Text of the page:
Magazine article Washington Report on the Hemisphere

Disappearing Behind the Gun-Smoke: Honduran Election Politics

Magazine article Washington Report on the Hemisphere

Disappearing Behind the Gun-Smoke: Honduran Election Politics

Article excerpt

With its presidential primaries approaching in November 2012, once again, Honduras faces the uncomfortable uncertainty of its election politics, some three years following the coup d'état and the country's subsequent constitutional crisis. While there is still more than ample reason to criticize the Honduran government for the forced removal of President Manuel Zelaya, pressing security and transparency issues warrant greater attention to what took place during that period. The influx of significant amounts of drug money into the country may already have tainted the campaign funds of at least several of the primary candidates, particularly in the campaigns of National Party member Juan Orlando Hernández and Libre Party member Xiomara Castro. For a pragmatic approach to the transparency issue, one should focus on growing concerns of narco -corruption and the impunity that has led to unprecedented violence against the Honduran public. These two factors impose a significant challenge to the strength of Honduras' democracy as the country advances toward elections in November 2013.

The Constitutional Crisis of 2009

In the first half of 2009, members of the judiciary and the National Congress grew concerned about a constitutional referendum that would have allowed Liberal Party President Manuel Zelaya to attempt to stand for reelection, which would have required amending the constitutional mandate of the one-term limit designed by Honduras officials to prevent a return to dictatorship. The Supreme Court issued warnings to Zelaya, demanding that his administration cease the promotion of the referendum. The tension within the government culminated with the Honduran Supreme Court ordering Zelaya's removal. On June 28, 2009, the day the referendum was to be held, Zelaya's house was raided and he was forced into exile by members of the Honduran military acting on behest of the Supreme Court. Interim president Roberto Micheletti fulfilled the rest of Zelaya's term before the presidential elections were held in November of 2009. U.S. observers among others, monitored the elections, which witnessed the victory of Porfirio Lobo Sosa of the National Party, while the ousted president remained in exile.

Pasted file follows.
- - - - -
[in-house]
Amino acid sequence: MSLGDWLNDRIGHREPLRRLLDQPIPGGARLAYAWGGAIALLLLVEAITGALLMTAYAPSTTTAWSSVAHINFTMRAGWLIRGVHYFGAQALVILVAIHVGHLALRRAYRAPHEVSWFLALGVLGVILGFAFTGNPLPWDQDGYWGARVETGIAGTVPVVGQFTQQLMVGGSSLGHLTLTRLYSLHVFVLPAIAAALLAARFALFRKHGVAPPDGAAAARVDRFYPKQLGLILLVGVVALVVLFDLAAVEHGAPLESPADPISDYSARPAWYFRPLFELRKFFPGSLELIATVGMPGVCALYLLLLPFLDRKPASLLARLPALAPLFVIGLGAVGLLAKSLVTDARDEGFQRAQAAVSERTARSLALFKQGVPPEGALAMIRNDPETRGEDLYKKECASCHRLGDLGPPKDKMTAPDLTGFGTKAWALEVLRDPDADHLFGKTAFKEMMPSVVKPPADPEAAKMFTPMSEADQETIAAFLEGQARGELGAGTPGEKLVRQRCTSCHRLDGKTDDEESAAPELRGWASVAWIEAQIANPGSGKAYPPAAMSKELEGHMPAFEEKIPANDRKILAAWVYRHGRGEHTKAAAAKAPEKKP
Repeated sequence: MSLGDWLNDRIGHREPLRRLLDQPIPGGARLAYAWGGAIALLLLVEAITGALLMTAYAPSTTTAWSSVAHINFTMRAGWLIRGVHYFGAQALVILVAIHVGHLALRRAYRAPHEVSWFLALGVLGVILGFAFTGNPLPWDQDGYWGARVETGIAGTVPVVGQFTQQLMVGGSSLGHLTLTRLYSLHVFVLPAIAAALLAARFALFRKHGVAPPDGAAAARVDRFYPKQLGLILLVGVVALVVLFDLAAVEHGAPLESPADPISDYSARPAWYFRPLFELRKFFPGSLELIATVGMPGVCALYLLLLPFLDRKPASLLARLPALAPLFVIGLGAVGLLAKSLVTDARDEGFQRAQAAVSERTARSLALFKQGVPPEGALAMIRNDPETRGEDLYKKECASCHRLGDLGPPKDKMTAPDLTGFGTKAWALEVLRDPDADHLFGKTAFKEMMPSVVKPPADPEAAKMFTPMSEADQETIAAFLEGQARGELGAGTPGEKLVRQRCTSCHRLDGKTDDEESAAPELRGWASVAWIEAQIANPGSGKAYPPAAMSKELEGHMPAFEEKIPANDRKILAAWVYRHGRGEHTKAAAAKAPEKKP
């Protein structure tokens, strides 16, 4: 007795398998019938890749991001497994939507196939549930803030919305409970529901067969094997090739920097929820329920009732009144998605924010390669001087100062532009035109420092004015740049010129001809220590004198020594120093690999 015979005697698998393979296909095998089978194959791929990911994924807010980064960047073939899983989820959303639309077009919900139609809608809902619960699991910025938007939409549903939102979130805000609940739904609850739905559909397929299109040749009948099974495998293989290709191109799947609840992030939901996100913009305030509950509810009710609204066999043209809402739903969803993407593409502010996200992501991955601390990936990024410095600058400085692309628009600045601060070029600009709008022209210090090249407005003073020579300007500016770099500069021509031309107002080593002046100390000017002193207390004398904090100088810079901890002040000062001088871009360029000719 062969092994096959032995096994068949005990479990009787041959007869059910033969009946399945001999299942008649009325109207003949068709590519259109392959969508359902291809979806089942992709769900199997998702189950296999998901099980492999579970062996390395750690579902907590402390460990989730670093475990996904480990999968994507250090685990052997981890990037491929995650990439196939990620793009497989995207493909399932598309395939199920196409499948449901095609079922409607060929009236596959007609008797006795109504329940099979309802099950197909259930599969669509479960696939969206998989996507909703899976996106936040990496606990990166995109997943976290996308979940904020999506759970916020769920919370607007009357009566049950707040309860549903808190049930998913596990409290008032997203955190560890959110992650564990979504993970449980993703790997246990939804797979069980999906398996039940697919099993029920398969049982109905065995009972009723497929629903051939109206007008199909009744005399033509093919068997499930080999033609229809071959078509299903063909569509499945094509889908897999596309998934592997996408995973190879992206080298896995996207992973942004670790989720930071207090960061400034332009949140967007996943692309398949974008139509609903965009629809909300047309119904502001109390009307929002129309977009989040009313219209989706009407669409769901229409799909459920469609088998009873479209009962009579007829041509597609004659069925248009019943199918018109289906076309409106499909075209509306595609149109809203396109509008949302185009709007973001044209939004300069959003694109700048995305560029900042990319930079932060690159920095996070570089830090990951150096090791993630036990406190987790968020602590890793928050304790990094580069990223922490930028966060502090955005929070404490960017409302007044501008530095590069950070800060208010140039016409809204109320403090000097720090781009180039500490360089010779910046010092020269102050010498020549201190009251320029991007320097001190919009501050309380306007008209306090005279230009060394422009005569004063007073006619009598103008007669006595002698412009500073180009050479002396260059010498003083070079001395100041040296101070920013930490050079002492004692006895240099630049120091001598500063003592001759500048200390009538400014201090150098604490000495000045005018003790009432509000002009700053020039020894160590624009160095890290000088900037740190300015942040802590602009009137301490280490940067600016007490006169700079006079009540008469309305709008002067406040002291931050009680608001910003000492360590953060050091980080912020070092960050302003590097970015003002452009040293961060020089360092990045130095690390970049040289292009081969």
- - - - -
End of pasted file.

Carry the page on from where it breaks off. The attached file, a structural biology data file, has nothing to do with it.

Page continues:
Zelaya finally returned to Honduras in May 2010, following an agreement brokered by former Costa Rican president Oscar Arias, which was accepted by the Lobo administration. The thousands who greeted Zelaya on his arrival back to Tegucigalpa represented a movement that eventually coalesced into the National Front of Popular Resistance (NFPR). Supporters of the NFPR, known as Resistencia by fellow Hondurans, consist of mostly poor Hondurans opposed to the political ideology of the right-wing National Party, who were disenchanted by the workings of the left-leaning Liberal Party. The NFPR continues to fight against Zelaya's removal, but their platform has grown to include movements against questionable business practices among the wealthy Honduran elite.

The Probable Candidates

The candidates who are running for the country's highest office are a varied mix of members from the Zelaya and Lobo administrations. Perhaps the most prominent is Juan Orlando Hernandez, the current president of the Honduran National Congress and member of President Lobo's National Party. Hernandez is considered by some Hondurans to be the most powerful figure in the country. Despite these assessments, a recent poll by CID -Gallup found sympathy for the National Party at a paltry 32 percent. However, the Liberal Party of Honduras scored worse, with an estimated support of about 28 percent, reflecting the growing distrust of the Honduran political elite. Mauricio Villeda, a prominent lawyer and son of an ex-president, has emerged as a strong candidate from Zelaya's ex-party affiliation. He will expect strong competition from Yani Rosenthal, a member of Zelaya's old administration and a current representative in the Honduran National Congress.

For the first time since the advent of democracy in the country, a third party is winning some backing. …

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